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The Actor’s Heartbeat: The Cinephilia of Performance

Steven Rybin

The presence of the actor in contemporary cinephilia is elusive. While earlier theorists and critics of the cinema were not too shy to write with affection about movie stars, today the declaration of love for performance and actors carries tinges of embarrassment: cinephilia, after all, still largely distinguishes itself from other ways of writing about cinema via the figure of the director-auteur, while screen actors remain mostly associated with fashion and celebrity. In The Actor’s Heartbeat, Steven Rybin argues that cinephilia still has much to discover through close attention to the actors on the screen. This volume traces a fascination with film performance, opening up a poetic way of writing about gesture, movement and expression, and explores how the actor’s work develops relationships with the figural rhythms surrounding and structuring their screen presence. Rybin shows how actors, in tandem with the cinephile’s eye, create vivid onscreen subjectivities, and offers a model for how their memorable figurations might become incarnate again in writing on film.

A cinephile might become so taken with an actor, a human being recorded and projected through the medium of movies, that she forgets – for a moment, or for a string of several moments – that what is before the eye is not precisely a human being at all but rather a series of rapidly flickering representations of one who once stood in front of the camera. This experience is what we might call a momentary forgetting of our own absence to the actors we see on the screen. We seem present and alive in our viewing precisely because these performers seem so present and alive before us. In such moments, the actor’s performance (regardless of the actual shot distance used by the filmmaker) becomes like a kind of close-up in our mind’s eye, cherished there as the film flows ineluctably on. But it’s the very intensity of this fleeting attachment which also sometimes forms a kind of blockage to thinking through the very experience of performance. When an eye connects to an actor on the screen, a first tendency in preserving the meaning of these affects is to leap to psychological identification or abstract, narrative motivation – that is, “filling in” the meaning of this little moment of performance that has so captured our attention, a “filling in” that usually consists of character psychology and narrative detail. This is what haunts the opening sequence of Bernardo Bertolucci’s Luna: if all of that intense, gestural presence between mother and son at the beginning of the film is merely to become a building-block in a theme, or a narrative, then perhaps presence is always fated to become absence, to become engulfed by meaning (abstraction). This tendency threatens to obscure, almost as soon as it happens, that unique incarnation, that mode of presence, of both viewer and actor. What we are watching onscreen is not at any instance a fully formed “character” but rather an always-already fragmented arrangement of gestures and expressions, pieces of a larger fabric knitted together not through abstract concepts but rather through the whole glimpsed in a mind’s eye, a whole finally formed, a little differently for each of us, by a loving attention to performance.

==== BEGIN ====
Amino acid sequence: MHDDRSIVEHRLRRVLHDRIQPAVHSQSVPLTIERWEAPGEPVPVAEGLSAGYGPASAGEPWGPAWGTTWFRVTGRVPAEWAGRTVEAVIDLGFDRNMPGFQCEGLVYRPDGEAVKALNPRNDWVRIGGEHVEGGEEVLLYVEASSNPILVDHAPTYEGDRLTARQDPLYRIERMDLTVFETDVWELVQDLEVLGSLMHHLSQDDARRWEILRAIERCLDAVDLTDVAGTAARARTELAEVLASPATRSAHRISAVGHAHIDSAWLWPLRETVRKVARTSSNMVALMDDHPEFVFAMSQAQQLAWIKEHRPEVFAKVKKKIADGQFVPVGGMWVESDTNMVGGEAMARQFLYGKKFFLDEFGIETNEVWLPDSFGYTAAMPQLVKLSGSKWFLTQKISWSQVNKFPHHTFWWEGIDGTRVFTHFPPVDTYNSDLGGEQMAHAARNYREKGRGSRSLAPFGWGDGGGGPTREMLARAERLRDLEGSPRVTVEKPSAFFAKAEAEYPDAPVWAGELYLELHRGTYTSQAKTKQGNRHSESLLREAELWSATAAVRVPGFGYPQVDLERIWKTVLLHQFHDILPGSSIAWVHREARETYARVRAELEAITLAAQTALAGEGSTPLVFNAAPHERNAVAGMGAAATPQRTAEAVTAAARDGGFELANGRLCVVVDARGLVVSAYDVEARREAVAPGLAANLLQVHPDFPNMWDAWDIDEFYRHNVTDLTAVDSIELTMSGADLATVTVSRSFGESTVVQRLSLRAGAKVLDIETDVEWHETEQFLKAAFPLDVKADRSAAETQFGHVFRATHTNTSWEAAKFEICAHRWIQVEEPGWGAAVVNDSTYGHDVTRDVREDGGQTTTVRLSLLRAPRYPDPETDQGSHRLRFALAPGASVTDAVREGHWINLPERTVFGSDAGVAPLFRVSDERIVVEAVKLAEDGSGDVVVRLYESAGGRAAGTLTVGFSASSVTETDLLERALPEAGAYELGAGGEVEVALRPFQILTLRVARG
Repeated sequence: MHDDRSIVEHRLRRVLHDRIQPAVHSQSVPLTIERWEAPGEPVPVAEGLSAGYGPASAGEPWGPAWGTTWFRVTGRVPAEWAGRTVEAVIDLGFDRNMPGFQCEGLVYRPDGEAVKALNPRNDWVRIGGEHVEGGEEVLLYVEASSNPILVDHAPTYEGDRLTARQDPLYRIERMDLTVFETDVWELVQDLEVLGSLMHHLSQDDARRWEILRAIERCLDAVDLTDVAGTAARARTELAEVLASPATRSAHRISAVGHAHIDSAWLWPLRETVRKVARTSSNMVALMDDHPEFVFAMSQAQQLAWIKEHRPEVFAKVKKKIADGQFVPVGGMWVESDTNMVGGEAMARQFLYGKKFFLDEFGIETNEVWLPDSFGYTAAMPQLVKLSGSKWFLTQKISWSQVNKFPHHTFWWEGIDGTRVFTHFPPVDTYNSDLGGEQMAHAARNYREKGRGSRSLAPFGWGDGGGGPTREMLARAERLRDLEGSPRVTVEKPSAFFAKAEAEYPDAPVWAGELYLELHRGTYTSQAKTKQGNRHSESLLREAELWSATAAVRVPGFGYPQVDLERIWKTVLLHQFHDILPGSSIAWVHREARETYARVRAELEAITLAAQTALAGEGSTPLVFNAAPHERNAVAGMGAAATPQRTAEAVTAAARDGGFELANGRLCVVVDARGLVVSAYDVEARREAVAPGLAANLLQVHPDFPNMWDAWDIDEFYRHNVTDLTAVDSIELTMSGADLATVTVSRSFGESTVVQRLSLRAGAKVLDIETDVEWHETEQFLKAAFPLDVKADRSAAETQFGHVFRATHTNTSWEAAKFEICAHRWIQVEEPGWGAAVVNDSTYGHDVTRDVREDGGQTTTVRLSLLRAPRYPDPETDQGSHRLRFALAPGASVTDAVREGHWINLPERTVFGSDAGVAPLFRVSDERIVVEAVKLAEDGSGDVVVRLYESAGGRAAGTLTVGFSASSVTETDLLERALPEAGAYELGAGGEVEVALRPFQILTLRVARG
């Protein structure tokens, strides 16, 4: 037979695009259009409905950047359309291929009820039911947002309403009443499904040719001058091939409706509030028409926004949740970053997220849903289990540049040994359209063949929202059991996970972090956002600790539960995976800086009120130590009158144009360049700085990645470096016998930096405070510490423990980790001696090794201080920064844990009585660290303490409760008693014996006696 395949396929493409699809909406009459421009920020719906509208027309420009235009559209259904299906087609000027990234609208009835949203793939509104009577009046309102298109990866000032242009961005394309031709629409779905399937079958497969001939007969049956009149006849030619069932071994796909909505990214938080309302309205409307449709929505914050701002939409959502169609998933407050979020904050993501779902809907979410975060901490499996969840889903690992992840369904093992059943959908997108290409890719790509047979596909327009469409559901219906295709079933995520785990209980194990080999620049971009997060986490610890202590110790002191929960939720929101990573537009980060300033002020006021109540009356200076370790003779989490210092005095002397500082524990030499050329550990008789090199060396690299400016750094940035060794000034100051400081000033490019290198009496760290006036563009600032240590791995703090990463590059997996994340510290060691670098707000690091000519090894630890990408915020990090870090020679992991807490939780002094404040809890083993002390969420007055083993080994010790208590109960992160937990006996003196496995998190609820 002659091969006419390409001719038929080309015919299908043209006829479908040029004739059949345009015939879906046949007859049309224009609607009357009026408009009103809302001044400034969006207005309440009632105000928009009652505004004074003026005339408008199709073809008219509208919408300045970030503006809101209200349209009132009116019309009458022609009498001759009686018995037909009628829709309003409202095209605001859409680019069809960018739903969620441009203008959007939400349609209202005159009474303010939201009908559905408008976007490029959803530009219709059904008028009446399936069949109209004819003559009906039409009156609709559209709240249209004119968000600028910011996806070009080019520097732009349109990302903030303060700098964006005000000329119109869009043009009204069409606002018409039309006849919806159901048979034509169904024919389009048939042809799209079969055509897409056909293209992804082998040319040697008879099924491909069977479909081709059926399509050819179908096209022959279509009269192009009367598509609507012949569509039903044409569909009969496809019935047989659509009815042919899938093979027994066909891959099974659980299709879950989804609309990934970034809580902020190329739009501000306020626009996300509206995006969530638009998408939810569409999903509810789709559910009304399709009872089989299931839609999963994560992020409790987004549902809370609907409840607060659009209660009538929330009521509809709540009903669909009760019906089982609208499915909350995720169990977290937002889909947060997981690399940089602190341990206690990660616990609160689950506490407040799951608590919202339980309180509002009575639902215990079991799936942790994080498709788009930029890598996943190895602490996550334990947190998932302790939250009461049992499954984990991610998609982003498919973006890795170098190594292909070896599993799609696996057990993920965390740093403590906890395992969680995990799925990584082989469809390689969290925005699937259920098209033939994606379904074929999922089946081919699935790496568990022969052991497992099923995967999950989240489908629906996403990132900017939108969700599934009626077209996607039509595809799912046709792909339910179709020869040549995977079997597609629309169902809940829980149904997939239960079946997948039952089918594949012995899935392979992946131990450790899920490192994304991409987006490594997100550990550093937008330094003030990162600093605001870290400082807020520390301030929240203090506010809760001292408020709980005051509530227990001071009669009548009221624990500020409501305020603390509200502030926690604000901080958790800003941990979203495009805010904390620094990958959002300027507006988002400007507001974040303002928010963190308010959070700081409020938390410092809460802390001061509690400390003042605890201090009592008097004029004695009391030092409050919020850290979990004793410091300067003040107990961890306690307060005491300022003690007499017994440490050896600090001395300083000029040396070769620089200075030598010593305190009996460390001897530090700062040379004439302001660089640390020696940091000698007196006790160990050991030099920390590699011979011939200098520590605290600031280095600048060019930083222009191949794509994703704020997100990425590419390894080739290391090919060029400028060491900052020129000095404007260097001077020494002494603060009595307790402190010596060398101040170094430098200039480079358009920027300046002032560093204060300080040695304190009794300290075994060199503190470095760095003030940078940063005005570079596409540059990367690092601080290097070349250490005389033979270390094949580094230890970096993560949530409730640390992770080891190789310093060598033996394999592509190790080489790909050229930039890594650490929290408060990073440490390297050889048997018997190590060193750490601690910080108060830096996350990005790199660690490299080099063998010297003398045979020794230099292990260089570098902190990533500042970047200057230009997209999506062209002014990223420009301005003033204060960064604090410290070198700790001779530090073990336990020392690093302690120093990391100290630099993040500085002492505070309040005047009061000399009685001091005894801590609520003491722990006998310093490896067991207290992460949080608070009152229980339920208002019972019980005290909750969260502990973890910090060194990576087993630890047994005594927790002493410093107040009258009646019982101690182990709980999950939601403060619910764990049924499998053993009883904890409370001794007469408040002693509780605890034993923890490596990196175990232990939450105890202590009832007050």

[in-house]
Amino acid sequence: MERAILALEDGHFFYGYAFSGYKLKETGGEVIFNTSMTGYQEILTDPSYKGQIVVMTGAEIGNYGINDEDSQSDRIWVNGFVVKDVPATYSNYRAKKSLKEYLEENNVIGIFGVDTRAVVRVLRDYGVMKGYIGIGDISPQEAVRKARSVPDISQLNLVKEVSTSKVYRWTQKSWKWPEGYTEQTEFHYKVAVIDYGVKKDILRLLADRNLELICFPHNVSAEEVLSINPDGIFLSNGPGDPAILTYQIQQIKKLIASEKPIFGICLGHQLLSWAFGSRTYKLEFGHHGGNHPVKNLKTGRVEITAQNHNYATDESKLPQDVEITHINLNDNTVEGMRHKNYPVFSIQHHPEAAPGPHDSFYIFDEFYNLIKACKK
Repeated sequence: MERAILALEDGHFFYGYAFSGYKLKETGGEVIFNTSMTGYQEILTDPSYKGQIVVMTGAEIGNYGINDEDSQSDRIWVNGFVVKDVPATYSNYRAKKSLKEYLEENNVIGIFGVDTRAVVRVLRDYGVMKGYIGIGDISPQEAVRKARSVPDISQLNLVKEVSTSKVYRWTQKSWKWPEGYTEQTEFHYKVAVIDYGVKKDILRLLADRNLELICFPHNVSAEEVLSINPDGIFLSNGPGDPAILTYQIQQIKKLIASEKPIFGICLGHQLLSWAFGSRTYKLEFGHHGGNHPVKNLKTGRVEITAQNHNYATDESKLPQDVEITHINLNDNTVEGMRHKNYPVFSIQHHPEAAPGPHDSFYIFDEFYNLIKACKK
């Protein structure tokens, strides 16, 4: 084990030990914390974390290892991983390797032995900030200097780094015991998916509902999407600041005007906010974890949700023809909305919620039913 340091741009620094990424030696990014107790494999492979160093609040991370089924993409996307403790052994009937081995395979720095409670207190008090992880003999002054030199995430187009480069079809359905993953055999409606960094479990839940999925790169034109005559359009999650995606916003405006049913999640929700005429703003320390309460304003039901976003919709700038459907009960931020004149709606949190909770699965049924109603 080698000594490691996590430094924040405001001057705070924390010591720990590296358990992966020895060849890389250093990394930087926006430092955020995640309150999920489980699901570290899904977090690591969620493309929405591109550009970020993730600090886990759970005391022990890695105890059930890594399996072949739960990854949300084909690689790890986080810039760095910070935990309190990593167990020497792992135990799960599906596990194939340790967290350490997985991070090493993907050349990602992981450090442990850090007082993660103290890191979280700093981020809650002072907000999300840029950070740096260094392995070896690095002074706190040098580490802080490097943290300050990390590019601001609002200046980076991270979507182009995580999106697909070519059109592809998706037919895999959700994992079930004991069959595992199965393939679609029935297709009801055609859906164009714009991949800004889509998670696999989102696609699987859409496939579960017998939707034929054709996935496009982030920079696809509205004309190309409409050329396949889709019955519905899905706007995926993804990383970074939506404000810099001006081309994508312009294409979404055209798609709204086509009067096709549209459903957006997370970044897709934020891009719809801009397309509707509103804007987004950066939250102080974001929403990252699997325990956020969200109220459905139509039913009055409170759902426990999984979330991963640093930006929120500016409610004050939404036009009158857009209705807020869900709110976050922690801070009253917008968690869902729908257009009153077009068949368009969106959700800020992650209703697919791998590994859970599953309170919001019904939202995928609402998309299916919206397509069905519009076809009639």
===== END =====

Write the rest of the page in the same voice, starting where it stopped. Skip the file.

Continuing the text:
Steven Rybin is assistant professor of film studies in the English department at Minnesota State University, Mankato. He is the author of Gestures of Love: Romancing Performance in Classical Hollywood Cinema and editor of The Cinema of Hal Hartley: Flirting with Formalism.